Australian Native Bees: Research and Education

by AnneDollin

A little information about Australian native bees and about Anne and Les Dollin who together have been studying the world of these fascinating bees since 1979.

Did you know that there are over 1,500 species of bees unique to Australia? These are the Australian native bees. They are unique and quite different in their characteristics to the European honey bees that most people have seen. They are also very important to Australia's environment, including for pollinating many native plants. In this article you can learn a little about these fascinating and little-known insects.

Australian Native Bees

Australia is hiding a fascinating secret: its native bees!

In Australia there are more than 1,500 species of Australia native bees. They live in all parts of Australia and in all sorts of habitats -- from the tropic zones to the heathlands and to the tops of gum trees, from desert sands to straggly trees beside isolated waterholes.

These bees are quite different to the commercial honey bees (Apis mellifera) which are not native to Australia, having been imported into Australia from Europe in 1822.

Australian native bees come in many different sizes -- from the tiny Quasihesma bee of far north Queensland (it is just 2 mm long) to the largest one, the Great Carpenter Bee (which is up to 24 mm long).

They come in a rainbow-like variety of colors too: black, yellow, red, metallic green, even blue.

Most Australian native bees are solitary bees. Some 10 species are social native bees (of the genera Trigona and Austroplebeia) which have an attractive feature for us humans: they do not sting! This latter group is known as Australian stingless bees.

Anne and Les Dollin, who live in the Blue Mountains, near Sydney (Australia), are specialists in the area of Australian native bees, and since 1979 have taken on the task of doing research about these fascinating insects and of educating the general public about them. 

To do this, they founded the Australian Native Bee Research Centre (ANBRC), which you can find described at the Aussie Bee website.

Australian Native Bees: Not Just A Pretty Face!

Australian native bees are not just attractive insects: they are a vital part of the Australian environment. They are indispensible pollinators of Australia's beloved wildflowers and as such play a key role in maintaining the health of the Australian wildlife.

Let us now have a look at some videos of some Australian native bees...

Australian blue banded bees

Australian stingless bee nests

Note the unique spiral designs

Stingless Bees, Safaris, Scholarly Research

The Dollins have spent decades researching a subsection of Australian native bees: Australian stingless bees in the genera called Trigona and Austroplebeia (you can see a photo of a Trigona stingless bee further down this article).

Part of their research involved going on extensive safaris to lesser-visited regions of Australia, including Arnhem Land (Northern Territory), Central Australia (Northern Territory), Cape York Peninsula (Queensland), and the Kimberleys (Western Australia). The purpose of these expeditions was to follow up on early native bee research by European scientists and explorers who had visited these areas in 19th and early 20th centuries and try to locate certain stingless bee species that they had described and sometimes collected. You can find some more information and a lot of photos about these safaris here.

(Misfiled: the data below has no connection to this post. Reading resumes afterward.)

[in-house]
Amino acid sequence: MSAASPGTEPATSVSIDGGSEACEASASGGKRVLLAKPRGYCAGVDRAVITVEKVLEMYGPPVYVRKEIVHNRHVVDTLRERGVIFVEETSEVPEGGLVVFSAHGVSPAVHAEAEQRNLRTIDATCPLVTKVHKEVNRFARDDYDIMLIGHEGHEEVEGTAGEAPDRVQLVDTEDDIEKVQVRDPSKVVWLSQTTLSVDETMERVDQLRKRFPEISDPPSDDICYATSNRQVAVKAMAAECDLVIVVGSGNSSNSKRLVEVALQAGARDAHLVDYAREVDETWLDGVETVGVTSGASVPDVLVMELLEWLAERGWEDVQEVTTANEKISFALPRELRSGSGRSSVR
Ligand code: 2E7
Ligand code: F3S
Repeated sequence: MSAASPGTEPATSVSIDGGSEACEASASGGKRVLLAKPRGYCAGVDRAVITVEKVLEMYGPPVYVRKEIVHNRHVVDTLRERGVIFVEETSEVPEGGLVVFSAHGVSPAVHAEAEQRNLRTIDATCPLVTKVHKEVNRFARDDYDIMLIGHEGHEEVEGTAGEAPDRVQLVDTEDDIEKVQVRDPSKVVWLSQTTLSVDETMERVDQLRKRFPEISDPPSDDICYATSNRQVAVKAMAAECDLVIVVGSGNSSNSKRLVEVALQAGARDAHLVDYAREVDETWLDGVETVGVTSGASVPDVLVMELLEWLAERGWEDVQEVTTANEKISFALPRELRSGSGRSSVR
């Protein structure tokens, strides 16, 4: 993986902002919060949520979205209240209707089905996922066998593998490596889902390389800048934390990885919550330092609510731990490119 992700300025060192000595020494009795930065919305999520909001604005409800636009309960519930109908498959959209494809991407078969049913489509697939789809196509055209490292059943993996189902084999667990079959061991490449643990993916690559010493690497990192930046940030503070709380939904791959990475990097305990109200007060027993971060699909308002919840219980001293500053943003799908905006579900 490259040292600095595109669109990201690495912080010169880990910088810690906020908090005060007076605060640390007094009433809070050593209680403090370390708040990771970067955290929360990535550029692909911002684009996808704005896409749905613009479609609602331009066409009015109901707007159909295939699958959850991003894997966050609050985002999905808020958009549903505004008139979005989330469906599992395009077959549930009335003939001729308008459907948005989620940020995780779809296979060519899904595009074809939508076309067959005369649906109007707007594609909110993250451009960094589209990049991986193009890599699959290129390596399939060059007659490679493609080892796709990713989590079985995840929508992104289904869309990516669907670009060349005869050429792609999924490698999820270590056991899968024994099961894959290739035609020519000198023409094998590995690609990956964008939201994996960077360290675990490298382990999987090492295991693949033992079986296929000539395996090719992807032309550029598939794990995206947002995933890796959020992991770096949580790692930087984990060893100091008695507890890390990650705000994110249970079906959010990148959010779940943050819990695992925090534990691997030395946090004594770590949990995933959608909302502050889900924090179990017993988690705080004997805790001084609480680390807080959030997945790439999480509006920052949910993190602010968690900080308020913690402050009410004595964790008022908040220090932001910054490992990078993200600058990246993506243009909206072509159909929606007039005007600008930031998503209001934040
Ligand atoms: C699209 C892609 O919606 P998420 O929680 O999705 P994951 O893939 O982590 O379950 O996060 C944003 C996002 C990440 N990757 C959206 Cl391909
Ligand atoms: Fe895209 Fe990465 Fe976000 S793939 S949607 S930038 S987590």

One result of this was the publication in 1997 in the journal Invertebrate Taxonomy of a major scientific paper which described the Trigona species.

Studies of the genus Austroplebeia continue to be undertaken, including DNA analysis, in conjunction with Megan Halcroft (University of Western Sydney - Hawkesbury).

Leafcutter bee foraging

Video by Erica Siegel

Australian Native Bees and Agriculture

A new area of interest to environmentalists in Australia is the use of Australian stingless bees in Australian agriculture. In Australia there is currently a small but growing use of stingless bees for honey production and crop pollination. Anne and Les have actively supportly this nascent stingless bee industry through their long-term research and publication work. 

In addition, they have contributed to the research being conducted by the University of Western Sydney - Hawkesbury into greenhouse tomato pollination using blue banded bees (another of the Australian native bee species).

The Trigona social native bee (left) is much smaller than the commercial honeybee (right)

The Trigona social native bee (on the left) is much smaller than the commercial honeybee (on the right)
The Trigona social native bee (on the left) is much smaller than the commercial honeybee (on the right)

Further Reading


Native Bees of the Sydney Region: A Field Guide - Anne Dollin et al.

10 booklets on Australian native bees (including Australian stingless bees), their characteristics, their nests, behavior, etc., on crop pollination with stingless bees, and stingless beekeeping techniques

Above items available from Aussie Bee website.

Journal Articles

Dollin AE, Dollin LJ and Sakagami SF (1997) Australian stingless bees of the genus Trigona (Hymenoptera: Apidae). Invertebrate Taxonomy, 11: 861-896.

Australian Native Bees on the Internet

Aussie Bee
Aussie Bee and the Australian Native Bee Research Centre - Information, articles, photos and resources on Australian native bees.

Sugarbag: Honey and Wax from Stingless Bees
Here you can find information on Australia’s native stingless bees. You can also learn about their products: sugarbag honey and sugarbag wax and how to buy them. Also we sell hives of stingless native bees and even rent them for pollination.

Updated: 03/27/2012, AnneDollin
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VioletaQuisora on 03/25/2012

I love Australian native bees!

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